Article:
On the boat ride to Crab Bank, Audubon South Carolina Coastal Programs Coordinator Nolan Schillerstrom paraphrased the famous “Field of Dreams” quote when describing conservation partners’ attitude toward the island restoration’s anticipated impact on sea and shorebirds: “If you build it, they will come.”
That is the expectation for the project to rebuild Crab Bank Seabird Sanctuary, a critical bird rookery located near the mouth of Shem Creek. The dredge spoil island, believed to have originated from dredge material sometime in the 1950s, succumbed to erosion in 2018. Construction begins this fall, with completion expected by the 2022 nesting season, March 15 to October 15. Norfolk Dredging Company, the contractor overseeing the restoration work, will use dredge material from the Charleston Harbor Deepening Project and place approximately 660,000 cubic yards of sediment from the deepened channel within the historic footprint of Crab Bank.
When finished, it will renourish approximately 28 acres of prime nesting habitat above the high tide line for coastal birds. Currently, about one half-acre of Crab Bank is visible at low tide and the erstwhile island turned sandbar is submerged during high tide.
There is reason for optimism. At its peak, Crab Bank supported more than 5,000 nesting birds a season. One of only five South Carolina Department of Natural Resources-designated (SCDNR) seabird sanctuaries in the state, Audubon has also designated it a Globally Important Bird Area. Brown pelicans, royal terns, sandwich terns, black skimmers and American oystercatchers had historically nested here before storms and erosion washed it over.
Within the last two decades, the maximum number of royal tern nests tallied at Crab Bank in a single breeding season peaked at a whopping 2,661, according to SCDNR Coastal Bird Project lead Felicia Sanders. One year’s breeding count recorded a high of 1,682 brown pelican nests. Black skimmers, whose state populations are declining, had just 500 nests in South Carolina in 2020. SCDNR once documented upward of 200 skimmers’ nests at Crab Bank. “We’re concerned about skimmers, and we’re excited to have another nesting area,” said Sanders.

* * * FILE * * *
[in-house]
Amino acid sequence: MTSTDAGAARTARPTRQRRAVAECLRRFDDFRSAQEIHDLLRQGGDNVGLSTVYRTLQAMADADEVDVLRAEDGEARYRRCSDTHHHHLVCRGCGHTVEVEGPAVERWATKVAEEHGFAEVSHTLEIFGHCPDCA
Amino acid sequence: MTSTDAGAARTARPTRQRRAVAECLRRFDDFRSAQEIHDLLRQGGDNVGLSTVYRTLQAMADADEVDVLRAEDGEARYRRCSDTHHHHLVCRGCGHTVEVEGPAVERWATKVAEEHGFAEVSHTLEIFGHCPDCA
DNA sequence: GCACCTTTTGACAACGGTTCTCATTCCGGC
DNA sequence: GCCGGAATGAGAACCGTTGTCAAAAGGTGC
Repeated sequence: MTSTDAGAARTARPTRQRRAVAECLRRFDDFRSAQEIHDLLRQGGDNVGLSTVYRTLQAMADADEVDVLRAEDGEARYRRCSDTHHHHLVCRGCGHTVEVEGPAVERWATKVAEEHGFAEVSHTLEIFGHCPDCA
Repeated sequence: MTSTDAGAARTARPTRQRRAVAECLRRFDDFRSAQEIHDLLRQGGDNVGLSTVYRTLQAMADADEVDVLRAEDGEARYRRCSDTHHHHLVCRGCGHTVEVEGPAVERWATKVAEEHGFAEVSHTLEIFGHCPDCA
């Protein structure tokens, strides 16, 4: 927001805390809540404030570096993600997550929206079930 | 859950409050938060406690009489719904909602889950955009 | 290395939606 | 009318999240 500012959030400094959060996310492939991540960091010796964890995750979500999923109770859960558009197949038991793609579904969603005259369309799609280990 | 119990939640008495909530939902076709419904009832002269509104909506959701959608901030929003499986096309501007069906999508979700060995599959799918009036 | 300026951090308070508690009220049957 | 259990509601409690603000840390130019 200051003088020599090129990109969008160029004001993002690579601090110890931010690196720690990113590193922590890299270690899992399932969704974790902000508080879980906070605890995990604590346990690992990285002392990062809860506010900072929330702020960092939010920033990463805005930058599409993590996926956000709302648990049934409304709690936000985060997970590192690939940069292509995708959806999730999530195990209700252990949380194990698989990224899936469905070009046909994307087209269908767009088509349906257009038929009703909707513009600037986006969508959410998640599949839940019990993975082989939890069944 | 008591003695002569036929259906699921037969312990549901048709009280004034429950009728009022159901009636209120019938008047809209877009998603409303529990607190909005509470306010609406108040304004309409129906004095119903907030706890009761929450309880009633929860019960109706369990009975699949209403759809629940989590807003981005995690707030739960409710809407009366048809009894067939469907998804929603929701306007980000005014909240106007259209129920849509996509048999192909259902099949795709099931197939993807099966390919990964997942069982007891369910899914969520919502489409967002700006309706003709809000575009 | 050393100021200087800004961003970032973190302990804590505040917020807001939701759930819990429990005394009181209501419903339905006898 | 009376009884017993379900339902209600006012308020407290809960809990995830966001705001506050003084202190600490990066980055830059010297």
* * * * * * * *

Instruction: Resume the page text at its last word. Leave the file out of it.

Besides helping birds, Crab Bank will benefit Mount Pleasant homeowners by serving as a buffer against wind and waves and providing protection against storms, explained Schillerstrom.
The restoration has involved a broad public-private partnership that includes Audubon South Carolina, SCDNR, the Army Corps of Engineers, the Town of Mount Pleasant, Coastal Expeditions Foundation, the South Carolina Coastal Conservation League, businesses and citizens.
Sanders lauded the fundraising efforts of Audubon SC, Coastal Expeditions Foundation and the Coastal Conservation League that were instrumental in resurrecting Crab Bank, citing donations collected and a pivotal $700,000 grant Audubon SC obtained through the National Fish and Wildlife Foundation’s (NFWF) National Coastal Resilience Fund (NCRF). “Crab Bank brought together so many resources so we could expand our scope and do a better job of protecting birds,” said Sanders.
More significantly, the collaboration established the South Carolina Coastal Bird Conservation Program (CBCP), a SCDNR-managed fund that can receive donations, draw interest and help finance critical projects to safeguard coastal birds. It was formed because SCDNR needed a mechanism to accept Crab Bank’s monetary contributions, but it will fund future coastal bird conservation endeavors as well.
The NFWF grant was intended to cover Crab Bank’s rebuild costs, but Norfolk’s accepted construction bid required a considerably lower than expected $132,000 local match, noted Schillerstrom. Those leftover $568,000 in funds are being reallocated to SCDNR, which owns and manages Crab Bank and is primarily responsible for its stewardship. But they will have assistance, working with conservation partners such as Audubon SC. Sanders called it “one of the most exciting things in her career” to witness the partnerships that Crab Bank created, relationships that will result in “more eyes on the colony and more people invested in protecting our birds.”
Once restoration is finished, SCDNR will use remaining grant funds to conduct biological monitoring — counting bird nests through aerial photography to avoid disturbing the breeding colonies — and physical monitoring, such as evaluating changes in size to Crab Bank. Additional monitoring will assess economic factors such as quantifying recreational value and wave and storm mitigation value.
A grant fund portion will continue covering complimentary guided trips to Crab Bank provided through Coastal Expeditions, which increase community awareness of the sanctuary’s significance. Additionally, the grant is paying for a videographer to document the project.
Schillerstrom expressed hope that Crab Bank’s collaborative partnership approach will serve as a conservation model to replicate throughout the state. “It’s great to see it finally coming to fruition,” he said.